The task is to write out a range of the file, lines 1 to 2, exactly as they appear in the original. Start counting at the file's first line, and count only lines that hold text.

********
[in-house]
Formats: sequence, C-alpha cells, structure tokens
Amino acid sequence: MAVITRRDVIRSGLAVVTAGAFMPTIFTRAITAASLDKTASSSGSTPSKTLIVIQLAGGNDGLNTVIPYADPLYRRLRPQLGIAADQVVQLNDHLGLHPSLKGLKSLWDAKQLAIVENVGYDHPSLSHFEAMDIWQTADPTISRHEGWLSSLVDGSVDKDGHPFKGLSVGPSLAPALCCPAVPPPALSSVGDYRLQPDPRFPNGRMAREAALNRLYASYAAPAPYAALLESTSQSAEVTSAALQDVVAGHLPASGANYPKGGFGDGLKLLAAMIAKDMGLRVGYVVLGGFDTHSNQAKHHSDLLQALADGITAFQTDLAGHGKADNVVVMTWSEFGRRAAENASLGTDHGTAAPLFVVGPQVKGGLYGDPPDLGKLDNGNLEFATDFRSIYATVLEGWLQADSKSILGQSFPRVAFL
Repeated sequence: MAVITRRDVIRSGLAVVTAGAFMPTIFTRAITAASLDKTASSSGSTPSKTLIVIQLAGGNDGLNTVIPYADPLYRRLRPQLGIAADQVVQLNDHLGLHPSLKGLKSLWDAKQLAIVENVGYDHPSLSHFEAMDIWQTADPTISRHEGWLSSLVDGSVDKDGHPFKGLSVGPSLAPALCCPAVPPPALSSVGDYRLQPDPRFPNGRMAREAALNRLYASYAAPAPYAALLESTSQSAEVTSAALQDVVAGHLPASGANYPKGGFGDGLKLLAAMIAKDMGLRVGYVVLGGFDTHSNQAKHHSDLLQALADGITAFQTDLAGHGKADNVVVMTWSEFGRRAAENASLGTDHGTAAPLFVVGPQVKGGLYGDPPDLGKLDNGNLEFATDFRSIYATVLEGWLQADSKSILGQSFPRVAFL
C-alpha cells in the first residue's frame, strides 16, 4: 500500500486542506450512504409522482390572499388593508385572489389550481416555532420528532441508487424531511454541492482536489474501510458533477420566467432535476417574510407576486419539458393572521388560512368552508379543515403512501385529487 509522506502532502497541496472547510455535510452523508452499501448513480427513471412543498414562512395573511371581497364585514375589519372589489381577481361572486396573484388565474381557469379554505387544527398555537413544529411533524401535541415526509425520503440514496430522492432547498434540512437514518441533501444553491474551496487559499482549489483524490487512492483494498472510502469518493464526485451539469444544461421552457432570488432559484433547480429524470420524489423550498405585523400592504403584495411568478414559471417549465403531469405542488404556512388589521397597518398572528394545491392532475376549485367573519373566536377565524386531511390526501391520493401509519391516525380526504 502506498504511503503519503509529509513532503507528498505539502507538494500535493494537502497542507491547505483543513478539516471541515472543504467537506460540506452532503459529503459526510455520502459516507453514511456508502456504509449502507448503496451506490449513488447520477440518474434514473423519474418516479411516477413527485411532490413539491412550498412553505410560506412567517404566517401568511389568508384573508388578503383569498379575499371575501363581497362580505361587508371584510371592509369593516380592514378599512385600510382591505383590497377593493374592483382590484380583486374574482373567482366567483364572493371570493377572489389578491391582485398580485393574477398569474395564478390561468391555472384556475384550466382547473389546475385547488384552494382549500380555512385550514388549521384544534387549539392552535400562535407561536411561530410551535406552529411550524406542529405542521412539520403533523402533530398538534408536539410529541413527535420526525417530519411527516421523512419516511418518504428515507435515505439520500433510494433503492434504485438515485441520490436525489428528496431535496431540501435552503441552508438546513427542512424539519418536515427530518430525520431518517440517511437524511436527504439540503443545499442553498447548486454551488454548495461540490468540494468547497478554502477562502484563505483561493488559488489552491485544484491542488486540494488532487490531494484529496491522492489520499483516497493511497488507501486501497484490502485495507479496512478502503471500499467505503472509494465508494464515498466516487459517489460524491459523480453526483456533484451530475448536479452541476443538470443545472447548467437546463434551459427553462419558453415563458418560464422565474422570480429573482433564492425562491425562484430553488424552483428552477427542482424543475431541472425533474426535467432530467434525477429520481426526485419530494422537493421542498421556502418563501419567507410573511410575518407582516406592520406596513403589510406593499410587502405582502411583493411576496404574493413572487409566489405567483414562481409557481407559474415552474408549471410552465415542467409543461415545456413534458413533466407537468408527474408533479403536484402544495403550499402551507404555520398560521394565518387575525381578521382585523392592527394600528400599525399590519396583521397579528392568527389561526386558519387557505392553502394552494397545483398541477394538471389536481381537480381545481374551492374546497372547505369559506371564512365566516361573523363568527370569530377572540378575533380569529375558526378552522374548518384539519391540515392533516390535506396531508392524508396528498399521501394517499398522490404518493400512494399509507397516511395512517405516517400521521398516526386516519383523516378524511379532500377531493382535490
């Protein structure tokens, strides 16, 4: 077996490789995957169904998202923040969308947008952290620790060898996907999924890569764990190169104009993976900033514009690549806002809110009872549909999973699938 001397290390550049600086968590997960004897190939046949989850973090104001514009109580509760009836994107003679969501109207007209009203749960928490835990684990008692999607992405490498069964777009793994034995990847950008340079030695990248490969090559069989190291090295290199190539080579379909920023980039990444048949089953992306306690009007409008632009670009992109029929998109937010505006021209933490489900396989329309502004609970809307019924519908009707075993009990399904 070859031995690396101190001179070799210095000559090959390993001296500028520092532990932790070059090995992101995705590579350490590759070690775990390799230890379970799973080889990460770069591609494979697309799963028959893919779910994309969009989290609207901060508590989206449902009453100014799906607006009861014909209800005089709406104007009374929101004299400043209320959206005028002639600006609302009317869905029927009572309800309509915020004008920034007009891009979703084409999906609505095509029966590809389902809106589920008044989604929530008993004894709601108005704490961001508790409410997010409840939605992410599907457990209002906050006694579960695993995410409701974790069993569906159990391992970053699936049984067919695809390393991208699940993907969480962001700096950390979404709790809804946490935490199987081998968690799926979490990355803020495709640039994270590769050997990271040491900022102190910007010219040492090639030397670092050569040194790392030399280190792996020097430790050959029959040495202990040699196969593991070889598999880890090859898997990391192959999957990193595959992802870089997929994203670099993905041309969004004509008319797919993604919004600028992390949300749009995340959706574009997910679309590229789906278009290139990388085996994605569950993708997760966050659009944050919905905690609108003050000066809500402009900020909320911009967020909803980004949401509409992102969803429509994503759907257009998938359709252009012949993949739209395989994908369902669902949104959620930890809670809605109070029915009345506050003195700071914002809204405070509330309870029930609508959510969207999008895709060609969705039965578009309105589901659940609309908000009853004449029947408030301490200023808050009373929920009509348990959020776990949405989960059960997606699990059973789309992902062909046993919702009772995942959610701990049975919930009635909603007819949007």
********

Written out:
[in-house]
Formats: sequence, C-alpha cells, structure tokens